The Impacts of International Service Learning Experiences on Ethnic and Cultural Identity: A Case Study of the Dominican Republic
The children of first generation immigrants to the United States often feel torn between their parents' ethnic and cultural heritage and the pressures to acculturate to an American identity. Once these children reach college age, most have firmly established either a fully Americanized identity or have accepted a bicultural perspective with strong ties to an ethnic heritage. However, these same children are typically far-removed, physically and psychologically, from the socioeconomic realities of their culture's ancestry. Often the motivation of these individuals to return, in some fashion, to their homelands is spurred by cultural curiosity, family nostalgia, and a sense of obligation grounded in the economic disparities that exist between their lives and the condition that exist in their homelands. Florida Gulf Coast University has, for the past four years, taken groups of students on one-week service learning projects to the Dominican Republic. The majority of the student participants have been of Hispanic or Latino/a descent. Their reflections prior to, during, and following the service learning project have illuminated the identity struggles that are manifest in many second generation immigrants. This paper is a preliminary discussion of some of these struggles.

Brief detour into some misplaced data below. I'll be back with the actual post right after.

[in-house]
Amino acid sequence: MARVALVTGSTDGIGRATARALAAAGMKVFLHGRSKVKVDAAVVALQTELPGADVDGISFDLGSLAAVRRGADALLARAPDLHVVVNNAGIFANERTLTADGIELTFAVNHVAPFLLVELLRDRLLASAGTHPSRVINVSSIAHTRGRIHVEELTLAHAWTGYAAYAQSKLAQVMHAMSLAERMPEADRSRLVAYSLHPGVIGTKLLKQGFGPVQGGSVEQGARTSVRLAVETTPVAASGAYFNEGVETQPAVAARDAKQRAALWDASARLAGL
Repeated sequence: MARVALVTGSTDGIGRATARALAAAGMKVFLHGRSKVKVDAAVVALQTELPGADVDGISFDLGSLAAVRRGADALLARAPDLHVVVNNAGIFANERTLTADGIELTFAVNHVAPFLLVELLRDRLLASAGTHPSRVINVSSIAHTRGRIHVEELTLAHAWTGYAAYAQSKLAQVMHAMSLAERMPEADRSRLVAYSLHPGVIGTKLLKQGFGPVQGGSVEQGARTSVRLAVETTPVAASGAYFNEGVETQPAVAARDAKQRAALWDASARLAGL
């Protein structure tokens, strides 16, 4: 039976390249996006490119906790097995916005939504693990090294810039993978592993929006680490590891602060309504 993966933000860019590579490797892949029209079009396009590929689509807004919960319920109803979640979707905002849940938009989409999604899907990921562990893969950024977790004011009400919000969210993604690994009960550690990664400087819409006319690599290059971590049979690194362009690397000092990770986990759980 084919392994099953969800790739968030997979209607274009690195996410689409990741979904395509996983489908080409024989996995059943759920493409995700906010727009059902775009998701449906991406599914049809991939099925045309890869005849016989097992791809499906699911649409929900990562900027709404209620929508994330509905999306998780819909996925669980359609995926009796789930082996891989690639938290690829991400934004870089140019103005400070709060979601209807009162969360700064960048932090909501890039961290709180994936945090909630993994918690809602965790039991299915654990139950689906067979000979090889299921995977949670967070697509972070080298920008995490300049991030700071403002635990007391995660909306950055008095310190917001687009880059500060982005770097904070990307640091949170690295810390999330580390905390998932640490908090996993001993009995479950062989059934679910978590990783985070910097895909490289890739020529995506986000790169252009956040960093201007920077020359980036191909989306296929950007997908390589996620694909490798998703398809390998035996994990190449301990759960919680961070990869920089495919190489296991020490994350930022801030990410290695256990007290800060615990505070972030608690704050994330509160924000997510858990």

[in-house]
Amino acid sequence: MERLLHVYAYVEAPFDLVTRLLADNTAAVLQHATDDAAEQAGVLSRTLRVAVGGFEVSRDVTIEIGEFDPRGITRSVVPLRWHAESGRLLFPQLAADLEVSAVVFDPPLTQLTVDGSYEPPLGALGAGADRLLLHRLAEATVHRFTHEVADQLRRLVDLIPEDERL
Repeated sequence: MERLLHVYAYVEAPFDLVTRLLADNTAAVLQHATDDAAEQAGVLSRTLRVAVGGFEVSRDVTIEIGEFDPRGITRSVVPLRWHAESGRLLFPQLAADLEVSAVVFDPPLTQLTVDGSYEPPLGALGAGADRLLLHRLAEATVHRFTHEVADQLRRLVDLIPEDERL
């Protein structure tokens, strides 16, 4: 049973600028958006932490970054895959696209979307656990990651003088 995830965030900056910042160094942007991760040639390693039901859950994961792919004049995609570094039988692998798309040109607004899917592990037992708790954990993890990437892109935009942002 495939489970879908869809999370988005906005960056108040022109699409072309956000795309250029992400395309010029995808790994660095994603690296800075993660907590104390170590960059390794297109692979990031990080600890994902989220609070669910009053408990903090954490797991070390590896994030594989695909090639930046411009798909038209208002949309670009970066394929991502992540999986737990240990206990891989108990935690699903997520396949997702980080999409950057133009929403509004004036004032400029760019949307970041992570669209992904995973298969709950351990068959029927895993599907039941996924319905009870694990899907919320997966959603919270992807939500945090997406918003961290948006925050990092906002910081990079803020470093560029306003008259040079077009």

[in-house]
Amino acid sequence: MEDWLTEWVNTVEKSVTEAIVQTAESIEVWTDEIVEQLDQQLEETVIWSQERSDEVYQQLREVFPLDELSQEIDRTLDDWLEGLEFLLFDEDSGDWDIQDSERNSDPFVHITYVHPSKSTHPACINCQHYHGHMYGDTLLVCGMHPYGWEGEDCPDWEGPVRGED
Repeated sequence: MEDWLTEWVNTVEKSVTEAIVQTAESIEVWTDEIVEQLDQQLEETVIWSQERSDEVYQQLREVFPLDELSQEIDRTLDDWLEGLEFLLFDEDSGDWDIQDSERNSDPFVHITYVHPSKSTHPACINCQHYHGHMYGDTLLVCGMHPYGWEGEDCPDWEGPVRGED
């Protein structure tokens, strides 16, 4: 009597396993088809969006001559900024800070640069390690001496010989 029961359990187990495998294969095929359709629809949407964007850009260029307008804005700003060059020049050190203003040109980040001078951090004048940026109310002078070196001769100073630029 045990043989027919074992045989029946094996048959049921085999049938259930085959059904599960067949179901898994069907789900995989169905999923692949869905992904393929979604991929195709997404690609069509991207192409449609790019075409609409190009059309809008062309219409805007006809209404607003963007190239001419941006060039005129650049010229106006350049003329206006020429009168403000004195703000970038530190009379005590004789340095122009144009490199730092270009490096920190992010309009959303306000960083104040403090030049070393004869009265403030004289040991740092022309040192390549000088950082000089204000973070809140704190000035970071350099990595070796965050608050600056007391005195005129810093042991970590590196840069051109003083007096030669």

Keywords: Cultural Identity, First Generation Immigrants, Service Learning
Dr. Ingrid Martinez-Rico
Assistant Professor of Spanish and German, Department of Spanish College of Arts and Sciences , Florida Gulf Coast University